Fig. 5a shows the average methane deliverable capacity of materials in each node of the geometric landscape of the T2 molecule. A good correlation between geometry and performance is observed as materials mapped close to each other have similar deliverable capacity. This analysis shows that the T2-γ structure and the corresponding geometrically similar structures have almost optimal pore shape and size for the methane storage application (Fig. 5a). These materials have one-dimensional channels with a moderate gravimetric surface area but large volumetric pore volume (Fig. 3).

image file: d0sc00049c-f5.tif
Fig. 5 (a) Function-geometry landscape for the methane deliverable capacities of the T2 molecules. The color coding represents the average methane deliverable capacity of materials in each node of the geometric landscape. T2-γ which has an optimal pore geometry is show in the subset. (b) Two-dimensional histogram parity plot of the machine learning prediction of the methane deliverable capacity for the materials in the test set. The colour coding shows the number of structures in each cell of the histogram. MAE: mean absolute error. SRCC: Spearman Rank Correlation Coefficient.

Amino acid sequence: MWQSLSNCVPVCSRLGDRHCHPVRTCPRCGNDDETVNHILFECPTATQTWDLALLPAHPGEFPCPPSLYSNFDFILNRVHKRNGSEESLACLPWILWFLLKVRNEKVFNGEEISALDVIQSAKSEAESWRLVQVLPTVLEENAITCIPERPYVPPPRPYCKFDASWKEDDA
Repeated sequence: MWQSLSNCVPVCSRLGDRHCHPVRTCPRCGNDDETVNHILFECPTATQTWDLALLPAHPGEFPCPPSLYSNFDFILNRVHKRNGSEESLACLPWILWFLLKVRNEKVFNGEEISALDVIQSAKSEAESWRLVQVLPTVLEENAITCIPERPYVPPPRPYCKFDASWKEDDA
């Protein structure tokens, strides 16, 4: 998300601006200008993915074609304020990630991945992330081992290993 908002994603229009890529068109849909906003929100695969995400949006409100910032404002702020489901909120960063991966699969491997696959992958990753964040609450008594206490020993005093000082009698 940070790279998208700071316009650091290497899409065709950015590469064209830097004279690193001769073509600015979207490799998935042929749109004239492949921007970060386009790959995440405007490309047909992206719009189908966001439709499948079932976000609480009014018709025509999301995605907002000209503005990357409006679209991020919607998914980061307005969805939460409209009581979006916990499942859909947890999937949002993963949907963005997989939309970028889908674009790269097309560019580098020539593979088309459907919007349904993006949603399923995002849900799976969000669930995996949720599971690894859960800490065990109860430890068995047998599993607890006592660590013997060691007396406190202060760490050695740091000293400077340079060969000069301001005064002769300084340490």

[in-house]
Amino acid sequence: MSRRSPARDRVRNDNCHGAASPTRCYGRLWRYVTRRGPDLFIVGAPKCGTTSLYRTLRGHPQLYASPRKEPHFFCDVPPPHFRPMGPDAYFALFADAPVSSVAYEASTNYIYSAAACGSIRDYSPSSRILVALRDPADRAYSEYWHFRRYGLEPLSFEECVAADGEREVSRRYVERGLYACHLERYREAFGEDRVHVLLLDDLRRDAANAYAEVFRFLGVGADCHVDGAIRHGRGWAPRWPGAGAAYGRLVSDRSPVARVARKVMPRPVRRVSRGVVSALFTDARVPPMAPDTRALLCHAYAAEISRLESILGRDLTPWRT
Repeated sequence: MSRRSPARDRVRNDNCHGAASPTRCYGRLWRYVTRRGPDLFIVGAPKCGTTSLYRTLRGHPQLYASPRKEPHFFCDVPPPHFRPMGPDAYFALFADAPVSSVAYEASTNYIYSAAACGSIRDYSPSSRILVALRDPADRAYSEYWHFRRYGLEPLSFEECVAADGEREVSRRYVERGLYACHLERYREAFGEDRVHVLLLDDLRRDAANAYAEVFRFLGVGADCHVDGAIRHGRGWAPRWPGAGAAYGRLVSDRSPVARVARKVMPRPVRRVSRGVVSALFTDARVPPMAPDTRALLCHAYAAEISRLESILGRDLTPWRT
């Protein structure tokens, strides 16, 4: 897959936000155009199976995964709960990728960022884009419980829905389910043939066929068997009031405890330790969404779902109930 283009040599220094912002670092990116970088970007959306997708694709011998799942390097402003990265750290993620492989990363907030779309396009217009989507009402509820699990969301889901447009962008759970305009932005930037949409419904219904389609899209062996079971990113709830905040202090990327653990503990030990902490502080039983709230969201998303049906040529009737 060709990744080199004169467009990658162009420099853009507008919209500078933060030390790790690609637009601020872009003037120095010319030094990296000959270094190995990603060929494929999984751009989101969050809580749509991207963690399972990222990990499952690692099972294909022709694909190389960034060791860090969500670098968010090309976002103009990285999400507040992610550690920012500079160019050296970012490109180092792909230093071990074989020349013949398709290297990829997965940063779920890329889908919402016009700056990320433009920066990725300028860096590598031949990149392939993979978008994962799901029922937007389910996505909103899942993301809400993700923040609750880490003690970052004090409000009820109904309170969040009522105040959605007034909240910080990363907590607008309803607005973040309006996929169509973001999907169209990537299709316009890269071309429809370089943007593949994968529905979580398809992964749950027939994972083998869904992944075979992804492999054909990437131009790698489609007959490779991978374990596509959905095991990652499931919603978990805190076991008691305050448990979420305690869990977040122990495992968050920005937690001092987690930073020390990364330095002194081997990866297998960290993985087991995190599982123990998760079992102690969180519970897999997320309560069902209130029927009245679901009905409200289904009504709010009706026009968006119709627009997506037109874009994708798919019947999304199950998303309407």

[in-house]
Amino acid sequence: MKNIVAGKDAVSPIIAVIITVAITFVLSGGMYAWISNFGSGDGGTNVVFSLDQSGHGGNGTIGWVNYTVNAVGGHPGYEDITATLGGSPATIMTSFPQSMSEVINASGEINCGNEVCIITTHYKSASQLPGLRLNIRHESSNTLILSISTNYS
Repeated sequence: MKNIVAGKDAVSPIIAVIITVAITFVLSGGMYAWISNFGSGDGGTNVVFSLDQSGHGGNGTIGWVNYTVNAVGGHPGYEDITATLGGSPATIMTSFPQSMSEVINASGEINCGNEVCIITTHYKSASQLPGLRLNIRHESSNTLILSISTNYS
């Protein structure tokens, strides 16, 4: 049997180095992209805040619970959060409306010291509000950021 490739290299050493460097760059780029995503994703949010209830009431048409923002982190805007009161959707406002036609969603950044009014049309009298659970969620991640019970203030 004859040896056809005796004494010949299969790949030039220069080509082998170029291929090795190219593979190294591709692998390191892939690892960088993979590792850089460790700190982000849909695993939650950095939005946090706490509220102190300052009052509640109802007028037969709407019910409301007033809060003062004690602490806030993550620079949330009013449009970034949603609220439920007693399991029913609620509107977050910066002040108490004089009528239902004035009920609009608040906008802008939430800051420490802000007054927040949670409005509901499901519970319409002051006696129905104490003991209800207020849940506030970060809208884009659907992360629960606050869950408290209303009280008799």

The narrow variation of the materials' performance within each node of the geometric landscape shows a clear correlation between the materials' performance and the geometry of the pores (see ESI Fig. S3 for the standard deviation of the materials' performance in each node). This suggests that the geometric landscapes can be used to explore large databases of porous molecular crystals for finding good performing materials. A possible strategy is to combine them with machine learning to filter out the low-performing materials from a large database. In such a scenario,60 instead of performing brute force calculations on the entire database, one carries out calculations only on a subset of structures to obtain enough data, which are used to train the machine learning model.